Listeners ought be skeptical when faced with any “definitive” collection of an artist’s efforts, unless perhaps that collection is also unabridged. This is particularly true for Talking Heads, a band of such diversity over its illustrious career than no one release could wholly encapsulate its body of work. That said, the new Talking Heads box set, Once in a Lifetime, comes closer than any other Talking Heads package so far.
Herein lie three discs of Talking Heads splendor abutted by a DVD of the band’s MTV videos from the early dawn of music television. For the Talking Heads fan who already owns all the albums, there are some rarities, such as the outtake “In Asking Land” and alternate versions of favorites such as “Cities” and “Drugs.” As for the liner notes, let’s just say you’ll learn infinitely more about one of the most elusive bands of the last several decades by reading these than you will by watching Stop Making Sense, True Stories or that bizarre TV segment where David Byrne interviews himself. The $50 price tag may be off-putting, but for any Talking Heads junky whose copy of Fear of Music skips on half the songs, this is the ideal way to burn that holiday money you were thinking of putting toward food. (Mike Keefe-Feldman)Various Artists
MOJO Presents 18 Tracks from the Year’s Best Albums
This CD comes with the December issue of MOJO magazine, so depending on how you look at it, you either get a bonus magazine with your purchase of a CD priced cheap like a label sampler, or a free CD with a very worth-it $8 music magazine. Either way, the package is a bargain at twice the price.
The British magazine is authoritative in shedding light on some of the dustier corners of pop music history (the December issue includes features on the Beatles/Bob Dylan Basement Tapes and a 1969 musical schism you might never have considered), and rather less convincing when it tries to get in on the ground-floor hype behind newer bands, which it’s been doing annoyingly often lately.
One things’s for sure, though: The MOJO bros have solid taste in music, and the CD runs the gamut from the Animals and the Flying Burrito Brothers to Calexico and the Black Keys. A handy primer for things you might have missed last year.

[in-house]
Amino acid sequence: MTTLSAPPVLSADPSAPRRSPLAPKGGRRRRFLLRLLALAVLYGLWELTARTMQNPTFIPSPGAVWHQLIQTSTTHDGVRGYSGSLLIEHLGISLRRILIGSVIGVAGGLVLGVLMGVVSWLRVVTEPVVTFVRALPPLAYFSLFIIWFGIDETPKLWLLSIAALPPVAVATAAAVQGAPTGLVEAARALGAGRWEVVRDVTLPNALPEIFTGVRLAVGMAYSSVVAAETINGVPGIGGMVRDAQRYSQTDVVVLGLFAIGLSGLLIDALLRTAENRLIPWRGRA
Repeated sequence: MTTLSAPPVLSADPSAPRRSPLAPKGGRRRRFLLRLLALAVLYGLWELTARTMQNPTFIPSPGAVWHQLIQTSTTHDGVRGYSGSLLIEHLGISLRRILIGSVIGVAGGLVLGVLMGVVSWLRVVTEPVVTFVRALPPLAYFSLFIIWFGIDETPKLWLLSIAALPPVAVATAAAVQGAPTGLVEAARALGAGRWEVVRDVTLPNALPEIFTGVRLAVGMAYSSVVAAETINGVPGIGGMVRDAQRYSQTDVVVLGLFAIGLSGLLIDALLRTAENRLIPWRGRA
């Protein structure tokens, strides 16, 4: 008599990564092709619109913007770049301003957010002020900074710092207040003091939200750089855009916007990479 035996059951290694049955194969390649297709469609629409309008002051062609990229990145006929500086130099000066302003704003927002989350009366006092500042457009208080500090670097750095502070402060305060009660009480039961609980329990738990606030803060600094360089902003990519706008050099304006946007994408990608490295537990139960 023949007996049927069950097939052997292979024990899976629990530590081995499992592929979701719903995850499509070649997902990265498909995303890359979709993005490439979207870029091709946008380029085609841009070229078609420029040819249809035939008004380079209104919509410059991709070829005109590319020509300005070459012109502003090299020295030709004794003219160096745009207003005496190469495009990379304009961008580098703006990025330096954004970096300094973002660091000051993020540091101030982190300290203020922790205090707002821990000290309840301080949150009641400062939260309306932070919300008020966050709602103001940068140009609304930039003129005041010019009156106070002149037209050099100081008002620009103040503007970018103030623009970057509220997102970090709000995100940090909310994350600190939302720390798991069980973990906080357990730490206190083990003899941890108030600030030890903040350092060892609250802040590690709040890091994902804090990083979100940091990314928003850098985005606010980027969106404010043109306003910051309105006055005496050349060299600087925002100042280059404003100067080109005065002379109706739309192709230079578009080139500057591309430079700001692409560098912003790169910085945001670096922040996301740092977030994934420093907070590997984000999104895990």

(Andy Smetanka)Various Artists
Hot Women: Women Singers from the Torrid Regions of the World
Kein & Aber Records
Robert Crumb, that icon of the underground comic scene—and godfather of all things non-commercial— compiled this album from the old 78 rpm records he’s collected throughout his life. The music begins in Louisiana in 1934 with Cleoma Falcon’s Cajun-soul “Blues Negres” and continues south of the border with Lydia Mendoza and her family singing “Mexico en una Laguna”—about a life of poverty in ’30s Mexico. Toña La Negre and Leona Gabriel endow the CD with early Afro-Cuban and French Caribbean sounds, respectively.
Across the ocean in Spain, La Niña del los Peines, considered one of the finest Flamenco singers of all time, performs a live version of “Sevillanas Number 2” followed by the Sicilian Rosina Trubia Gioiosa, whose “Lu Fistinu di Palermo,” recorded in 1927, is as fervent and passionate as Crumb himself. The compilation includes a total of 24 tracks from locales including Algeria, Madagascar, India, Brazil, Vietnam and Tahiti. The music is ardent, harrowing and vigorous—just like the women singers and the places they’re from—capable of making the listener both weep and rejoice. In the booklet, Crumb admits he has no idea what the women are singing about, but it’s the music, a “buried treasure,” that “surprises and thrills the ear, and the soul!” (Diego Bejarano)Japanther
Dump the Body in Rikki Lake
Menlo Park Recordings
Brooklyn’s Japanther might hold the record for live shows by a single visiting band in Missoula (it helps that drummer-vocalist Ian Vanek’s brother lives here), but I’m guessing that Dump the Body in Rikki Lake will surprise even the people who have seen them all seven or eight times they’ve played here.
Live, Japanther puts on a pretty strident and straightforward show, with kitchen-sink gear like a pay-phone receiver repurposed as a microphone adding to the already strong but playful DIY vibe. On this record, though, Japanther reveals itself as a band with more hidden textures, or at least strata of sound, than you’d guess from the live hootenanny.
Not that that’s going to send them to the top of the pops. The vocals are buried deep on this recording, like they were recorded over a tin-can phone, the focus more on dope beats, samples and Lightning Bolt-style bass eruptions, with a jubilant bass-and-keyboard-driven anthem here and there. Dump the Body is a resolutely DIY document that relatively few people (and no one who thinks of Good Charlotte as down-n-dirty streetpunk) will even know what to do with, but the fun shines through the crazy-ass mix.
Japanther plays in Missoula again on Saturday, Jan. 10 at Aerea 5.